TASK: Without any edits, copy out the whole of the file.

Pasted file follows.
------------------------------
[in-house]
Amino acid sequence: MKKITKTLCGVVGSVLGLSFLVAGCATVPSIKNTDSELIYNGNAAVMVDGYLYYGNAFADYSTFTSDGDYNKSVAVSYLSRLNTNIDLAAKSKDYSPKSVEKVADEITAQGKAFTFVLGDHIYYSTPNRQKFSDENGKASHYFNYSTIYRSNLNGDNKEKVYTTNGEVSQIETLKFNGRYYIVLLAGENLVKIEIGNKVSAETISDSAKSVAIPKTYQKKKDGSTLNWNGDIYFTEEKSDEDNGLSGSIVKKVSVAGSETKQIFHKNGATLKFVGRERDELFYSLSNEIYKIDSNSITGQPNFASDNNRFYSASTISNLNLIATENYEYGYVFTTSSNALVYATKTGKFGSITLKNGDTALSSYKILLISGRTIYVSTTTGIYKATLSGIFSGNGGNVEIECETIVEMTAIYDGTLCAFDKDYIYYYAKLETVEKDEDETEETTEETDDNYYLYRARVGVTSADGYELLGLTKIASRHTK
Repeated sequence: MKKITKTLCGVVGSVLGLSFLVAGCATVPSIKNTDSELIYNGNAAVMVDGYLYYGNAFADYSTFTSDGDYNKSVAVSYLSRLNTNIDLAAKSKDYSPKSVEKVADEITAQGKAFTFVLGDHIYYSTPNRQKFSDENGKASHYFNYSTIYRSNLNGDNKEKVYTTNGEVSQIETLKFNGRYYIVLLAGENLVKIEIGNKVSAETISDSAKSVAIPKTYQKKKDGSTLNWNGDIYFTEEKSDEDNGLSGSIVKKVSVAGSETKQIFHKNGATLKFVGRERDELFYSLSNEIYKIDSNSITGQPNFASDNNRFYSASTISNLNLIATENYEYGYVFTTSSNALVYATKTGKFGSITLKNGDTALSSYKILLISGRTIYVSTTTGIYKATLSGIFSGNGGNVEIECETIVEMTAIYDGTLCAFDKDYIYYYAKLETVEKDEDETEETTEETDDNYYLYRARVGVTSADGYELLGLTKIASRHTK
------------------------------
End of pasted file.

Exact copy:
[in-house]
Amino acid sequence: MKKITKTLCGVVGSVLGLSFLVAGCATVPSIKNTDSELIYNGNAAVMVDGYLYYGNAFADYSTFTSDGDYNKSVAVSYLSRLNTNIDLAAKSKDYSPKSVEKVADEITAQGKAFTFVLGDHIYYSTPNRQKFSDENGKASHYFNYSTIYRSNLNGDNKEKVYTTNGEVSQIETLKFNGRYYIVLLAGENLVKIEIGNKVSAETISDSAKSVAIPKTYQKKKDGSTLNWNGDIYFTEEKSDEDNGLSGSIVKKVSVAGSETKQIFHKNGATLKFVGRERDELFYSLSNEIYKIDSNSITGQPNFASDNNRFYSASTISNLNLIATENYEYGYVFTTSSNALVYATKTGKFGSITLKNGDTALSSYKILLISGRTIYVSTTTGIYKATLSGIFSGNGGNVEIECETIVEMTAIYDGTLCAFDKDYIYYYAKLETVEKDEDETEETTEETDDNYYLYRARVGVTSADGYELLGLTKIASRHTK
Repeated sequence: MKKITKTLCGVVGSVLGLSFLVAGCATVPSIKNTDSELIYNGNAAVMVDGYLYYGNAFADYSTFTSDGDYNKSVAVSYLSRLNTNIDLAAKSKDYSPKSVEKVADEITAQGKAFTFVLGDHIYYSTPNRQKFSDENGKASHYFNYSTIYRSNLNGDNKEKVYTTNGEVSQIETLKFNGRYYIVLLAGENLVKIEIGNKVSAETISDSAKSVAIPKTYQKKKDGSTLNWNGDIYFTEEKSDEDNGLSGSIVKKVSVAGSETKQIFHKNGATLKFVGRERDELFYSLSNEIYKIDSNSITGQPNFASDNNRFYSASTISNLNLIATENYEYGYVFTTSSNALVYATKTGKFGSITLKNGDTALSSYKILLISGRTIYVSTTTGIYKATLSGIFSGNGGNVEIECETIVEMTAIYDGTLCAFDKDYIYYYAKLETVEKDEDETEETTEETDDNYYLYRARVGVTSADGYELLGLTKIASRHTK